Kinder Torah - Parshat Toldot
For parents to share with
children at the Shabbos Table
After twenty years of marriage, Rivkah falls pregnant. The pregnancy, however, is very strange. When she passes a house of idol worship the baby begins to kick. When she passes the Beis HaMedrash of Shem and Ever, the baby also kicks. Rivkah is puzzled and worried. She is concerned about a miscarriage (Chizkuni). What can she do? To whom can she turn to for help and advice? " . . . And she went to seek out Hashem" (Bereshis 25:22). The Medrash (Bereshis Rabba 63:6) explains that she went to the Beis HaMedrash of Shem and Ever. Why did she need to go to the Beis HaMedrash to seek out Hashem? The whole world is filled with His Glory. Mishnas DiRebbe Eliezerís commentary on the Medrash explains that when we seek out a Talmid Chochom, we are seeking out Hashem. When Rivkah needed advice, she went straight to the source. She went to hear the Daas Torah (Torah Knowledge) of Shem and Ever, the Talmidei Chachomim of that generation. The Medrash concludes that meeting with a Talmid Chochom is like meeting with the Shechina.
Are you ever confused about which beracha to make on a food? What to do after you have made a mistake in davening? Whom do you ask for advice about the best way to solve an argument between two friends? Or whether to lend out your brand new toy? How do you decide between going to a Tehillim group on Shabbos or learning with your brother? These are all good questions. Whom do you turn to for the answers? Daas Torah. The Torah is filled with the wisdom and knowledge to answer all of our questions. Our Gedolim and Talmidei Chachomim who are steeped in Torah knowledge and wisdom will explain to us the Torahís answers to our questions. Meeting with them is like meeting the Shechina. There is no better advisor.
Our forefathers were spiritual giants. Their deeds and qualities are beyond our comprehension. The Torah could have used many different adjectives to describe Yaakov Avinu and his greatness. Which of his qualities did the Torah choose to relate to us when describing him? "Yaakov was a simple man, yoshev ohalim" (Bereshis 25:27). Rav Yerucham Levovitz zt"l explains that Targum Yonasan Ben Uzziel equates the expression yoshev ohalim to the expression mevakesh Hashem (one who seeks Hashem). Therefore, the Torah chooses to describe Yaakov Avinu as a seeker of Hashem. His only goal in life was to fulfill Hashemís wishes. One who pursues this goal has a great future ahead of him. He will merit pursuing greatness in Torah, yiras shomayim (fear of heaven), and perfection in character traits. Why? Because he wants them more then anything else in the world.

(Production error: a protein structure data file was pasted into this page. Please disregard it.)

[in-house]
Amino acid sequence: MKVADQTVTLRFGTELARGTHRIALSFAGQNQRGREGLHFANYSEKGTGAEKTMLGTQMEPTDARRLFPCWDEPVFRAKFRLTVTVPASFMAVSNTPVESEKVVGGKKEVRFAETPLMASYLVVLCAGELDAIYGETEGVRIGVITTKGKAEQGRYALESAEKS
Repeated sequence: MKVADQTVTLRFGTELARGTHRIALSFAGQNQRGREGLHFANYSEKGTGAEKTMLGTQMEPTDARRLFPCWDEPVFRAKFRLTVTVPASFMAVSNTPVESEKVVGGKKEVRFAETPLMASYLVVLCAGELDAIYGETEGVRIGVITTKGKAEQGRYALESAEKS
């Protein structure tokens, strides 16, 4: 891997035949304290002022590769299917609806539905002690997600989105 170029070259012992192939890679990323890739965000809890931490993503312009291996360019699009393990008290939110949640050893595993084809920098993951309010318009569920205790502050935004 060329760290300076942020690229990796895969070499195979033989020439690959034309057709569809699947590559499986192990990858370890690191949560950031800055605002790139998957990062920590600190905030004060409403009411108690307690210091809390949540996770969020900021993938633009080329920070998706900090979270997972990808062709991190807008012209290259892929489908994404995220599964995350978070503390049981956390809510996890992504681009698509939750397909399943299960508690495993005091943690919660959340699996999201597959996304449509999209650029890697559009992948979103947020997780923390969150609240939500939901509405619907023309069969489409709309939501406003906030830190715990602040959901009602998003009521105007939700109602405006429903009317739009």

How do people behave who want something very much? Did you ever see a little child in the store asking his mother for a candy? "Imma please buy me a candy." "Not now, Yossie, it is too close to meal time." "But I want it Imma." "Iím sorry Yossie." Yossie begins to raise his voice, "Imma Imma." "No, Yossie." Yossie begins to scream. Still, Imma does not give in. Finally Yossie throws himself on the floor and begins kicking and screaming. "You certainly are a persistent little boy, Yossie." With that, they leave the store. Yossie really wanted the candy very much. He tried five different tactics to get it. Kinderlach, we must be at least as resourceful and persistent as Yossie when we do mitzvos. When you want to get close to Hashem as much as you want other things, then you have taken the first step toward attaining the greatness of Yaakov Avinu.
Not a Burden
Eisav sold his rights as the firstborn son to Yaakov for a plate of beans. What was his reason for selling it? "Look, I am going to die, so what use to me is a birthright?" (Bereshis 25:32). What did the birthright involve? Rashi explains that the firstborn sons were the ones who would perform the sacrificial services until the time when the tribe of Levi took over. This service was very holy and elevated, carrying with it many mitzvos and much reward. Those who perfomed the service reached a level of closeness to Hashem unattainable by any other means. How did Eisav value this most prized spiritual possession? "I am going to die." There are so many halochos involved with the korbonos (sacrifices), many of them carrying the death penalty. I cannot possibly keep them all, so I am going to die. "What use to me is a birthright?" What do I want it for? Itís more trouble than itís worth. This sums up Eisavís attitude toward the birthright and all other things of spiritual value. They are too much of a burden, so why bother? What is our attitude toward Hashemís Torah and mitzvos? "The Holy One Blessed Be He wished to reward the Jewish people. Therefore He heaped upon them Torah and mitzvos" (Makkos 3:16). Mitzvos are our reward. They are our greatest treasure in life.
If a King asked you to do a job for him, would you do it? Certainly. You would not dream of saying that you are too tired or pressed for time. If he said that you had the privilege of bringing him, his breakfast every day, you would jump at the opportunity. After all, you are performing an important task for a very important person. How much more so for the King of Kings, Hashem. His mitzvos could never possibly be a burden to us. On the contrary. It is our greatest privilege to serve Him.
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